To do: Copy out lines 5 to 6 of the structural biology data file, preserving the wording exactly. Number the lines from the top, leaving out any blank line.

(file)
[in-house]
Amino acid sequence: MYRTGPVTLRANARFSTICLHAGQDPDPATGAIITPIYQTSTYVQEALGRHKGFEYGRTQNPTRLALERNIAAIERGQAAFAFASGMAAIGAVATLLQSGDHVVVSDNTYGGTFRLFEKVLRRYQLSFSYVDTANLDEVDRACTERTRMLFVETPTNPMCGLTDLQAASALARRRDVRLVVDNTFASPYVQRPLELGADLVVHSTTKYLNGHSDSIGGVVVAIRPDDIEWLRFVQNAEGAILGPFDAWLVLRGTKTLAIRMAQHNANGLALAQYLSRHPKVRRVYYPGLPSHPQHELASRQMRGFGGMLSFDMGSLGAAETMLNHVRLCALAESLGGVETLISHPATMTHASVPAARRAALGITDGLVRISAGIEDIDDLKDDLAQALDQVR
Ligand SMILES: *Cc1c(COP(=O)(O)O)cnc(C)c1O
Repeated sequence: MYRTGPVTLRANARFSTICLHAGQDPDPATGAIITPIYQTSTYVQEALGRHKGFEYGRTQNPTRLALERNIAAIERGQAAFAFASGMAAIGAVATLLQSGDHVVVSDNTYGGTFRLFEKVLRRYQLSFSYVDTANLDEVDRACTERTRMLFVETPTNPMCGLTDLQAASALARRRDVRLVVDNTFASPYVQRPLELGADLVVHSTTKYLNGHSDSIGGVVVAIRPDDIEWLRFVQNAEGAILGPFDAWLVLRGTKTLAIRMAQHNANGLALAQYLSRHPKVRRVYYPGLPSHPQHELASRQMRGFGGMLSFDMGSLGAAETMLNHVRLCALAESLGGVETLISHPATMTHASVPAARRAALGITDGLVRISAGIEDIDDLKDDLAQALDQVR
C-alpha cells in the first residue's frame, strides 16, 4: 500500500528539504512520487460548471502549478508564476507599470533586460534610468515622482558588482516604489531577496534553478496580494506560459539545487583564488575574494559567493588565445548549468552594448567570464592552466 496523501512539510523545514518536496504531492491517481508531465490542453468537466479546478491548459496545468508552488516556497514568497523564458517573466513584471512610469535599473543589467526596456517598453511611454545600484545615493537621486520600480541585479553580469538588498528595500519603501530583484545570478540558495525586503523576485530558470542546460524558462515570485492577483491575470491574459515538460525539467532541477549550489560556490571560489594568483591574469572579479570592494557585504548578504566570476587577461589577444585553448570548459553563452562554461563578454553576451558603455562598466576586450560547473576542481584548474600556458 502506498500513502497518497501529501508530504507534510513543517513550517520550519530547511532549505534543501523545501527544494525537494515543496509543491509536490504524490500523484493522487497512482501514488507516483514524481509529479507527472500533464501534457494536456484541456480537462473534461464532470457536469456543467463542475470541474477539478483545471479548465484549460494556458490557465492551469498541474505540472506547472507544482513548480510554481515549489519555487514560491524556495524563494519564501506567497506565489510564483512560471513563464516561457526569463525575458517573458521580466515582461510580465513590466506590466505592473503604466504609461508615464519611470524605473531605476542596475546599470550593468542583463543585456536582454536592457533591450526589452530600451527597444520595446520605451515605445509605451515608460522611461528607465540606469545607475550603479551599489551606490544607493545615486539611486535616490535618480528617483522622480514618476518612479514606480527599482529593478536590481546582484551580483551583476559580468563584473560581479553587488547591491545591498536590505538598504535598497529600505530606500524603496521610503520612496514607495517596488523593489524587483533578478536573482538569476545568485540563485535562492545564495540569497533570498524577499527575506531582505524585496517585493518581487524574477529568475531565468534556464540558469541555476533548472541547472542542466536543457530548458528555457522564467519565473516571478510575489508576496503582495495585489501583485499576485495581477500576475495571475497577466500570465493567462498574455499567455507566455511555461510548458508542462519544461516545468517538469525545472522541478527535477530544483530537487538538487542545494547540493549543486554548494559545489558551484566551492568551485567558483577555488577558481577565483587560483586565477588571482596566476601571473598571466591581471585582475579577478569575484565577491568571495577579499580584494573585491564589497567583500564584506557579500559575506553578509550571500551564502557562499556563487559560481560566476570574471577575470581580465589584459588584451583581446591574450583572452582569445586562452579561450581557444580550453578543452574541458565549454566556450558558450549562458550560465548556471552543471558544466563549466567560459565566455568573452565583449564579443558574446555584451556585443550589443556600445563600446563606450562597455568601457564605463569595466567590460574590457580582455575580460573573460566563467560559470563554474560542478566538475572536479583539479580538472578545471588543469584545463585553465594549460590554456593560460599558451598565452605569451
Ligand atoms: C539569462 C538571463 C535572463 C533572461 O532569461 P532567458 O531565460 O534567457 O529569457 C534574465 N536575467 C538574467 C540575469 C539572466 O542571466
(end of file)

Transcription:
C-alpha cells in the first residue's frame, strides 16, 4: 500500500528539504512520487460548471502549478508564476507599470533586460534610468515622482558588482516604489531577496534553478496580494506560459539545487583564488575574494559567493588565445548549468552594448567570464592552466 496523501512539510523545514518536496504531492491517481508531465490542453468537466479546478491548459496545468508552488516556497514568497523564458517573466513584471512610469535599473543589467526596456517598453511611454545600484545615493537621486520600480541585479553580469538588498528595500519603501530583484545570478540558495525586503523576485530558470542546460524558462515570485492577483491575470491574459515538460525539467532541477549550489560556490571560489594568483591574469572579479570592494557585504548578504566570476587577461589577444585553448570548459553563452562554461563578454553576451558603455562598466576586450560547473576542481584548474600556458 502506498500513502497518497501529501508530504507534510513543517513550517520550519530547511532549505534543501523545501527544494525537494515543496509543491509536490504524490500523484493522487497512482501514488507516483514524481509529479507527472500533464501534457494536456484541456480537462473534461464532470457536469456543467463542475470541474477539478483545471479548465484549460494556458490557465492551469498541474505540472506547472507544482513548480510554481515549489519555487514560491524556495524563494519564501506567497506565489510564483512560471513563464516561457526569463525575458517573458521580466515582461510580465513590466506590466505592473503604466504609461508615464519611470524605473531605476542596475546599470550593468542583463543585456536582454536592457533591450526589452530600451527597444520595446520605451515605445509605451515608460522611461528607465540606469545607475550603479551599489551606490544607493545615486539611486535616490535618480528617483522622480514618476518612479514606480527599482529593478536590481546582484551580483551583476559580468563584473560581479553587488547591491545591498536590505538598504535598497529600505530606500524603496521610503520612496514607495517596488523593489524587483533578478536573482538569476545568485540563485535562492545564495540569497533570498524577499527575506531582505524585496517585493518581487524574477529568475531565468534556464540558469541555476533548472541547472542542466536543457530548458528555457522564467519565473516571478510575489508576496503582495495585489501583485499576485495581477500576475495571475497577466500570465493567462498574455499567455507566455511555461510548458508542462519544461516545468517538469525545472522541478527535477530544483530537487538538487542545494547540493549543486554548494559545489558551484566551492568551485567558483577555488577558481577565483587560483586565477588571482596566476601571473598571466591581471585582475579577478569575484565577491568571495577579499580584494573585491564589497567583500564584506557579500559575506553578509550571500551564502557562499556563487559560481560566476570574471577575470581580465589584459588584451583581446591574450583572452582569445586562452579561450581557444580550453578543452574541458565549454566556450558558450549562458550560465548556471552543471558544466563549466567560459565566455568573452565583449564579443558574446555584451556585443550589443556600445563600446563606450562597455568601457564605463569595466567590460574590457580582455575580460573573460566563467560559470563554474560542478566538475572536479583539479580538472578545471588543469584545463585553465594549460590554456593560460599558451598565452605569451
Ligand atoms: C539569462 C538571463 C535572463 C533572461 O532569461 P532567458 O531565460 O534567457 O529569457 C534574465 N536575467 C538574467 C540575469 C539572466 O542571466